We do all sorts of silly things that fuel our negative emotions. As a result, we end up getting more of what we don’t want. We distort things, we exaggerate things, we amplify our experiences in life, and then we pick the wrong things to dwell on. Philippians 4:8 clearly communicates what we should do: “Dwell on the things that are uplifting. Dwell on the things that are working. Dwell on the things that are worthy of praise.” But frequently, we dwell on just the opposite of what Paul was referring to in this exceedingly practical passage from the New Testament. When you find yourself emotionally low, you can be pretty sure that you’ve been dwelling on what’s not working. In this low state, your mind plays tricks on you. If you’re trying to implement the 4:8 principle, it is very important to start noticing your emotions and how they spiral quickly upward or downward. This peaked awareness shifts you from being the passenger in your emotional life to being the driver. Only when you notice changes in your emotional life can you begin to rise above the passive choices that fuel negative emotions. (106-107)


It is helpful to think of negative emotion as a warning light on your car’s dashboard. If you ignore the indicator light, you may very well be inviting a bigger problem down the road. If you don’t deal with it, the warning remains front and center wherever you go. Once you acknowledge it by taking your car in to get checked out, you can discover whether it’s a real problem or a false alarm. Any necessary maintenance can be performed, and the caution light will disappear. In the same way, you can defuse your negative emotions by acknowledging their presence. Determine whether any critical needs are going unmet or whether this is just a false alarm. (111)


Feelings are not the gospel and are rarely cited in Scripture as a basis for taking action. (111)


At times, we seem to think we have a right to negative thoughts. Instead of dismissing them, we embrace them. There’s no benefit to doing that. You can drop the thoughts anytime you want; in fact, I’m giving you permission to do so! (116)


“Guard your heart above all else, for it determines the course of your life.” –Proverbs 4:23


Think of your mind as a sponge. It acts on what it soaks up. And when it is squeezed, guess what comes out?  You’re right! Only one thing can possibly come out, and that is what you put in. Being aware of this dynamic can mitigate the damage negative exposures inflict on your personal growth. Most people simply don’t pay any attention to their exposures. Instead, they just soak them up. They listen to whatever happens to be playing on the radio. They watch the TV programs that the networks promote. They read the books everyone else is reading … If junk goes in, then sooner or later junk must come out. (136)


The very act of seeking new insights drives out stale thinking. When you’re reading and listening to great ideas, then by default, you can’t be filling your mind with mediocre inputs. (138)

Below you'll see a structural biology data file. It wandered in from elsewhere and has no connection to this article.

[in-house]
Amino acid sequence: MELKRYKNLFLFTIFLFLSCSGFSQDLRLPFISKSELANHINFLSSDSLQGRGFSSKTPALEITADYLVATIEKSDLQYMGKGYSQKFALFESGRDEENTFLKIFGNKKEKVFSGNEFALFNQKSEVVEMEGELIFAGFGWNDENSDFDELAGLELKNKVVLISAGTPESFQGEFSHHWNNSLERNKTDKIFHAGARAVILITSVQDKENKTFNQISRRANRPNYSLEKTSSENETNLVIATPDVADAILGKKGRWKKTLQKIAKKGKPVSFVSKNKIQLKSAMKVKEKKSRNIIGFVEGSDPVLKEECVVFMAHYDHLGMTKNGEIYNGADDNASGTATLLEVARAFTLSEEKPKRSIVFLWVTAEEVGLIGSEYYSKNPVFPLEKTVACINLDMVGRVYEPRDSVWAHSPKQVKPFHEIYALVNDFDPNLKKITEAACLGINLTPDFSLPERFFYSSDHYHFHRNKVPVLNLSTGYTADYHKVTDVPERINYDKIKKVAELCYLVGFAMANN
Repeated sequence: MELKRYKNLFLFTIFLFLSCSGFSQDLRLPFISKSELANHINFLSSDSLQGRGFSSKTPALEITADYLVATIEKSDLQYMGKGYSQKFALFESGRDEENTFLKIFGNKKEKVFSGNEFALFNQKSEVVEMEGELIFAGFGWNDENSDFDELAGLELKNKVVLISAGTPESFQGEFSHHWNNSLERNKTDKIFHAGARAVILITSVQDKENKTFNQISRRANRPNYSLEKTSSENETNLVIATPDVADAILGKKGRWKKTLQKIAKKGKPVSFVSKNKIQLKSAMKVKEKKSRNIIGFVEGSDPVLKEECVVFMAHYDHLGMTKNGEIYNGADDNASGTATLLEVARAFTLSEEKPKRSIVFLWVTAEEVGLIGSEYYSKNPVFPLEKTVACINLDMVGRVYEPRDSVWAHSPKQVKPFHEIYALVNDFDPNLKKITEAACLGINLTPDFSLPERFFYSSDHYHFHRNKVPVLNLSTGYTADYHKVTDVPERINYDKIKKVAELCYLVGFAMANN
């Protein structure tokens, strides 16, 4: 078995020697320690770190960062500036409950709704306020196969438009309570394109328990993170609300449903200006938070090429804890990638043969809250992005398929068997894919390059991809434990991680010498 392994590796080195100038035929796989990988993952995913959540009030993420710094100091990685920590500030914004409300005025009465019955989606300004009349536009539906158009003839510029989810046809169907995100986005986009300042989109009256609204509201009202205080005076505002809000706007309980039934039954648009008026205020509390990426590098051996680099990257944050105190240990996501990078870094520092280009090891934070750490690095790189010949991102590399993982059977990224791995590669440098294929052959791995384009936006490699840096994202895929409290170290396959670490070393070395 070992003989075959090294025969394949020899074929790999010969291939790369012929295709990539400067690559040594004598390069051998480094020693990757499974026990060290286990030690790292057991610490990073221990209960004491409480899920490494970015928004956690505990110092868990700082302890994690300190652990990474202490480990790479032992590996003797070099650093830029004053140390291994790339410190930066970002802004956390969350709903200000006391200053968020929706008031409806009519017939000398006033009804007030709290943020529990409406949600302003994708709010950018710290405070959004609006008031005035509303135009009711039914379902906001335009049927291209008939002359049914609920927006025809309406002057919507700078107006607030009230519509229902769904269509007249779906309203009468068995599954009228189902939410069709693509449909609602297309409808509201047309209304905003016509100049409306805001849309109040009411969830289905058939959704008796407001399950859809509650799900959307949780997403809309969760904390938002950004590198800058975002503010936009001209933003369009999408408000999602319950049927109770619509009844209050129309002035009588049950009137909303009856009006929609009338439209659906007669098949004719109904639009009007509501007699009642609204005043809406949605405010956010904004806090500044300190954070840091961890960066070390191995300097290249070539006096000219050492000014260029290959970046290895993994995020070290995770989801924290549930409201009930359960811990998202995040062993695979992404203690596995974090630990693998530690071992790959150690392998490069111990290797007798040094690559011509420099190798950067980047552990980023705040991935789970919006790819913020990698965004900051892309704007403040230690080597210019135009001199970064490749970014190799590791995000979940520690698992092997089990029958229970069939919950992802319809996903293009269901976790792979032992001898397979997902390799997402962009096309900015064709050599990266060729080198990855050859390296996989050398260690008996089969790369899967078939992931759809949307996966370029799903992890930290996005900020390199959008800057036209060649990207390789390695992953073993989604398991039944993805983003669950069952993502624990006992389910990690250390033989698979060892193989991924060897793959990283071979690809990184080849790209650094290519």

If you’re ever tempted to say that you don’t have time for solitude with God, ask yourself bluntly, “What could I possibly do with that time that would bring me any greater benefit?” Minutes invested in praying for wisdom will save days spent in overcoming mistakes. To advance in joy, first retreat with God! (142)


What gets impressed in your heart gets expressed in your circumstances. (142)


Consider your mind healthy if it works FOR you instead of against you. A healthy mind serves up thoughts that release your full potential. A healthy mind keeps your attention on your intention. It looks ahead and harbors a clear vision for the future. A healthy mind produces joy, like a healthy body produces energy. It agrees with God’s promises. And a healthy, disciplined mind craves direction, growth, and challenge. (147)


Your conscious mind can hold only one thought at a time, positive or negative. The only way to eliminate a negative or counterproductive thought is to replace it with a positive, empowering thought. (155)


“The greatest thing is to give thanks for everything. He who has learned this knows what it means to live. He has penetrated the whole mystery of life: giving thanks for everything.”  –Albert Schweitzer


When you experience a sense of gratitude, it means that you have been harboring thoughts of appreciation for the abundance in your life. When you feel a sense of deficiency, it does not necessarily mean that you are lacking something important. What it does mean is that you have recently been thinking about what is absent, very likely to the exclusion of what is present. (173)


Gratitude is the cornerstone of an unstoppable attitude. (173)


If gratitude is so vital, why isn’t everybody doing it? Because it is both a skill and a feeling. It is a choice and a reaction. (174)